Study shows birth weight could help identify children at higher risk of psychological problems

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New research from the University of Medicine and Health Sciences RCSI has found that babies with higher birth weights tend to have fewer mental health and behavioral problems during childhood and later life. adolescence.

These results could help identify and support the children most at risk of developing psychological problems.

The study, published in European child and adolescent psychiatry, examined birth weight and subsequent mental health in thousands of children in Ireland. Unlike many studies looking at birth weight, it used data that followed the same children repeatedly through their childhood and adolescence using the Growing Up in Ireland study, an ongoing study of children born between 1997 and 1998.

The analysis showed that each kilogram below average birth weight (3.5 kg or 7 lb 11 oz) was associated with more reported mental health problems throughout childhood and adolescence. The study also found that these birth weight issues tend to persist throughout childhood, from age nine to 17.

The types of problems most strongly linked to birth weight were inattention, impulsivity and hyperactivity, behaviors commonly associated with attention deficit hyperactivity disorder (ADHD). Each drop of one kilogram below average birth weight was associated with a 2% increased risk of ADHD-like behaviors, but these behaviors were within the normal range. That is, even in very low birth weight infants (1.5 kg), the average number of ADHD symptoms would probably not reach the threshold for an ADHD diagnosis.

Low birth weight was also linked to emotional and social problems, particularly in late adolescence. These problems were found to be more severe and closer to clinical thresholds, for example for the diagnosis of depression or anxiety.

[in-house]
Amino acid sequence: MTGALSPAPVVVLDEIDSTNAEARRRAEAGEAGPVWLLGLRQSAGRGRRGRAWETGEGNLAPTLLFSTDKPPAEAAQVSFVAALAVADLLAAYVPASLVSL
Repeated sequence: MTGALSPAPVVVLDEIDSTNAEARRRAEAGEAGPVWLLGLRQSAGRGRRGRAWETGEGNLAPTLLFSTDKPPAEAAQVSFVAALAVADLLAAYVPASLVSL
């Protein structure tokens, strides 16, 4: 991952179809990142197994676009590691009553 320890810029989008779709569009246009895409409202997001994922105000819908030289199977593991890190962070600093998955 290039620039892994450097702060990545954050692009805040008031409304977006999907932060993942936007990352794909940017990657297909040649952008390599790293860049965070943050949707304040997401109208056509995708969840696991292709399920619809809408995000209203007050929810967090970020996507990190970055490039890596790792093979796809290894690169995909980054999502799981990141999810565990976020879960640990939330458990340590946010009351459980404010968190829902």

Professor Mary Cannon, professor of psychiatric epidemiology and youth mental health at RSCI and principal investigator of the study, says that “we have known for many years that low birth weight and premature birth are linked to higher risk of mental illness in children. this study shows that even small deviations from typical birth weight could also be relevant.”

Niamh Dooley, Ph.D. student and lead author of the study, states that “this relationship between birth weight and child mental health persists even after accounting for factors that could influence both birth weight and mental health, such as gender, socioeconomic factors and parental history of mental illness. The effect of birth weight on later mental health is likely small, but it could interact with other risks like genetics and childhood stress, and have implications for understanding the origins of mental health and of poor health.

This study shows the importance of good perinatal care and suggests that improving the overall health of women during pregnancy to ensure optimal birth weight can help reduce the risk of offspring developing mental health problems. Children with low birth weight may benefit from psychological assessments during childhood and early intervention for mental health symptoms if detected to help minimize the burden of mental illness later in life. adolescence and into adulthood.

Other research from the group has just been published in Research on child and adolescent psychopathology. It indicates that a significant percentage of the association between birth weight and ADHD symptoms in Irish children can be explained by maternal substance use during pregnancy (smoking, alcohol use, drug use without a prescription).


Pregnant women with obesity and diabetes are more likely to have a child with ADHD


More information:
Niamh Dooley et al, The persistent effects of fetal growth on child and adolescent mental health: longitudinal evidence from a large population-based cohort, European child and adolescent psychiatry (2022). DOI: 10.1007/s00787-022-02045-z

Niamh Dooley et al, Explanation of the association between fetal growth and ADHD symptoms in children: inter-cohort replication, Research on child and adolescent psychopathology (2022). DOI: 10.1007/s10802-022-00971-9

Provided by RCSI University of Medicine and Health Sciences

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